Several years ago, I talked about impostor syndrome on an episode Stuff I Learned Yesterday, another podcast that I shared hosting duties. That was the first time I had heard about Impostor Syndrome, and I had to do a lot of research before recording that episode. Since then, the term, and unfortunately the suffering, has become more popular.

Before choosing this topic for today’s episode, I decided to do a bit more research into the subject. After reading several articles and blogs on the topic of Impostor Syndrome, I've come to one conclusion.

Impostor Syndrome is B.S.

Not the syndrome, that's real, and I believe that many people, especially designers, suffer from it, including myself.

I release a new podcast episode every week. I do this to help you with your design business. But there are plenty of times when I think to myself. “who am I to be advising the people who listen? Why should anyone care what I have to say? I’m no superstar designer. I don’t have hundreds of thousands of followers like Chris Do does.” That’s Impostor Syndrome. And even though I know what it is, the feeling is still there. We all suffer from it at some point.

As designers, we’re expected to create things from nothing using only our imagination and creativity. Businesses stake their growth on the ideas we dream up for them. That’s a daunting task. What if we’re not up to it? That’s what I'm calling B.S. on, that view that people suffering from Impostor Syndrome have about themselves.

Am I the most qualified person to talk about the 170 plus topics I’ve shared with you on the Resourceful Designer podcast? No, of course not. There are plenty of designers more qualified than me. But that doesn’t mean I’m not qualified in my own way. I have over 30 years of design experience, 14 of which I’ve spent running my own design business. Everything I’ve learned over that time and everything I’m still learning, that’s what I’m sharing with you, and there’s nobody better suited to share my experiences than me. I’m the designer, and the person I am today because of the time I invested in myself.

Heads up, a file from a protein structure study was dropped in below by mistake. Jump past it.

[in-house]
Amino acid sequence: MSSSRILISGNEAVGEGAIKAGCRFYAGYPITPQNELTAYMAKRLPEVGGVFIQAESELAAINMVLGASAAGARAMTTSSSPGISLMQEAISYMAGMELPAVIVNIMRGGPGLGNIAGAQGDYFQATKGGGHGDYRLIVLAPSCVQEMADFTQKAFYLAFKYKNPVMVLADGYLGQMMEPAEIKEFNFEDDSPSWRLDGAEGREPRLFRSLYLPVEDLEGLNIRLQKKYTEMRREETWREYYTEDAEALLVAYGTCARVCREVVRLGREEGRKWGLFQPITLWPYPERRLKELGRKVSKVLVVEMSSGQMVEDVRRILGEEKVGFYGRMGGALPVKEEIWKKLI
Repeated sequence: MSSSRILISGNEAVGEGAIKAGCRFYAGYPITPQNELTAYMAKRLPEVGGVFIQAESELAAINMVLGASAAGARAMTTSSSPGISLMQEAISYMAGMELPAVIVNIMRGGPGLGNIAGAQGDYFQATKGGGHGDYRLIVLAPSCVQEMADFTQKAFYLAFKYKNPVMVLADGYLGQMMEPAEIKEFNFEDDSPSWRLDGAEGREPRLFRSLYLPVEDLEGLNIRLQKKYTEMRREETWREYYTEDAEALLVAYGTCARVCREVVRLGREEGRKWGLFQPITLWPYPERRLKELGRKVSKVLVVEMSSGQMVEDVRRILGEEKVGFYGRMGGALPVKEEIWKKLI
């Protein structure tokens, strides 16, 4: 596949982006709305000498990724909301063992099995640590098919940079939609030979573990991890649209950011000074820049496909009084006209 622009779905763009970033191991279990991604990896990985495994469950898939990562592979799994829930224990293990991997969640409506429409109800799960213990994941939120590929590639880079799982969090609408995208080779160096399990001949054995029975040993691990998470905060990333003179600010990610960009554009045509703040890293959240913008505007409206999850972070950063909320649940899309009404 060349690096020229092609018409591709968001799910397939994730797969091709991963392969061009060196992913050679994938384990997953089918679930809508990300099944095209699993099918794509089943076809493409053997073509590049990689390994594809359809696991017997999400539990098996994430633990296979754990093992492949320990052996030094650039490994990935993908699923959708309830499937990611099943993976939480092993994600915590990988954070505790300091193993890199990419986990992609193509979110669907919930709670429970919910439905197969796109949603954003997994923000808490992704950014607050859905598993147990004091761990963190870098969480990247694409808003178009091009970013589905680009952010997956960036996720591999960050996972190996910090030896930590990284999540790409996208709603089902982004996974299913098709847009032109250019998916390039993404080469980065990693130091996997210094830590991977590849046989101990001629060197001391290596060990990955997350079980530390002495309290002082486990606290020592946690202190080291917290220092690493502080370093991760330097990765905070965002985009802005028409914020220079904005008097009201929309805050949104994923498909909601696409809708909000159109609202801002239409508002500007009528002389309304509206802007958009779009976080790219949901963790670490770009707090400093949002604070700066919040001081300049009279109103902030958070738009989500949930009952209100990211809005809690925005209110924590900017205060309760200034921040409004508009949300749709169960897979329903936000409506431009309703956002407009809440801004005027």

When I start feeling Impostor Syndrome, I remind myself that you’re there listening to me. You’ve decided to press play on my podcast. You’ve determined listening to me is worth your time. And that gets me through it.

But what about you? Do you ever feel like you’re a fraud? An impostor?

If you do, then I'm telling you to stop. If you are at the point in your design career where you are working with or thinking of working with clients, trust me, you earned that right. Chances are, if you weren’t ready yet to work with clients, you wouldn’t be trying to.

It's a common belief amongst impostor syndrome sufferers that they only got to where they are by pure luck, or by somehow deceiving others into thinking they're more skilled and competent than they believe themselves to be. No matter the evidence of their competence, those with Impostor Syndrome remain convinced that they are frauds and don't deserve the success they have.

Again, it's all B.S.

I don't want to sound mean or come off as impassive. What I'm trying to say is, unless you're trying to pass yourself off as a designer but never designed anything before, then you’re not an impostor. An impostor would be someone offering to create a website, but they've never done one before, or someone charging to design a logo without any knowledge of what a logo is.